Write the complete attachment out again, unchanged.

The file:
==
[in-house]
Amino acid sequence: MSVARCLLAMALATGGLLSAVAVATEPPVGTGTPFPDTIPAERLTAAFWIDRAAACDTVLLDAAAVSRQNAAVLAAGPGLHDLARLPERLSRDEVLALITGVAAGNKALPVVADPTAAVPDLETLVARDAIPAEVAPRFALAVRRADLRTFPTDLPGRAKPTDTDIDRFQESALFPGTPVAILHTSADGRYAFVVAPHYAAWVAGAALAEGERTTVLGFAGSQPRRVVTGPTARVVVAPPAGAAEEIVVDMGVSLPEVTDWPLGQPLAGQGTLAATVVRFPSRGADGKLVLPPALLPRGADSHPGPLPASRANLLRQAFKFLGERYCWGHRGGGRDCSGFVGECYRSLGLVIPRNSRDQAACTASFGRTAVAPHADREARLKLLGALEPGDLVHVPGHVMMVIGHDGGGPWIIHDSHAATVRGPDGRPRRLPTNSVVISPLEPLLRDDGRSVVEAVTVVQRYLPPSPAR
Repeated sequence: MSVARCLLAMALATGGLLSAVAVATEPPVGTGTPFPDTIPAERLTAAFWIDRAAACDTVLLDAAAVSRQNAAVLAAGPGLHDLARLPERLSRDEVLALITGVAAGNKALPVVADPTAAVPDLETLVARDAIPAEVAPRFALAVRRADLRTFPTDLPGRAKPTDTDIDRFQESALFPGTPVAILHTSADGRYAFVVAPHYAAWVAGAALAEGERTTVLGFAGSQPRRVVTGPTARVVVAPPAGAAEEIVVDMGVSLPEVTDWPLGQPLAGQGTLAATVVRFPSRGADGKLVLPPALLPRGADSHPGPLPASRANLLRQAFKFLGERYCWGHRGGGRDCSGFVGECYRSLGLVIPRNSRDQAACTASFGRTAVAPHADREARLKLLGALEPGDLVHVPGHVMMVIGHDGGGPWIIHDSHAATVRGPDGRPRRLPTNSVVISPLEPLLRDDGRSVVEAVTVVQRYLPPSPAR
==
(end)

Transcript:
[in-house]
Amino acid sequence: MSVARCLLAMALATGGLLSAVAVATEPPVGTGTPFPDTIPAERLTAAFWIDRAAACDTVLLDAAAVSRQNAAVLAAGPGLHDLARLPERLSRDEVLALITGVAAGNKALPVVADPTAAVPDLETLVARDAIPAEVAPRFALAVRRADLRTFPTDLPGRAKPTDTDIDRFQESALFPGTPVAILHTSADGRYAFVVAPHYAAWVAGAALAEGERTTVLGFAGSQPRRVVTGPTARVVVAPPAGAAEEIVVDMGVSLPEVTDWPLGQPLAGQGTLAATVVRFPSRGADGKLVLPPALLPRGADSHPGPLPASRANLLRQAFKFLGERYCWGHRGGGRDCSGFVGECYRSLGLVIPRNSRDQAACTASFGRTAVAPHADREARLKLLGALEPGDLVHVPGHVMMVIGHDGGGPWIIHDSHAATVRGPDGRPRRLPTNSVVISPLEPLLRDDGRSVVEAVTVVQRYLPPSPAR
Repeated sequence: MSVARCLLAMALATGGLLSAVAVATEPPVGTGTPFPDTIPAERLTAAFWIDRAAACDTVLLDAAAVSRQNAAVLAAGPGLHDLARLPERLSRDEVLALITGVAAGNKALPVVADPTAAVPDLETLVARDAIPAEVAPRFALAVRRADLRTFPTDLPGRAKPTDTDIDRFQESALFPGTPVAILHTSADGRYAFVVAPHYAAWVAGAALAEGERTTVLGFAGSQPRRVVTGPTARVVVAPPAGAAEEIVVDMGVSLPEVTDWPLGQPLAGQGTLAATVVRFPSRGADGKLVLPPALLPRGADSHPGPLPASRANLLRQAFKFLGERYCWGHRGGGRDCSGFVGECYRSLGLVIPRNSRDQAACTASFGRTAVAPHADREARLKLLGALEPGDLVHVPGHVMMVIGHDGGGPWIIHDSHAATVRGPDGRPRRLPTNSVVISPLEPLLRDDGRSVVEAVTVVQRYLPPSPAR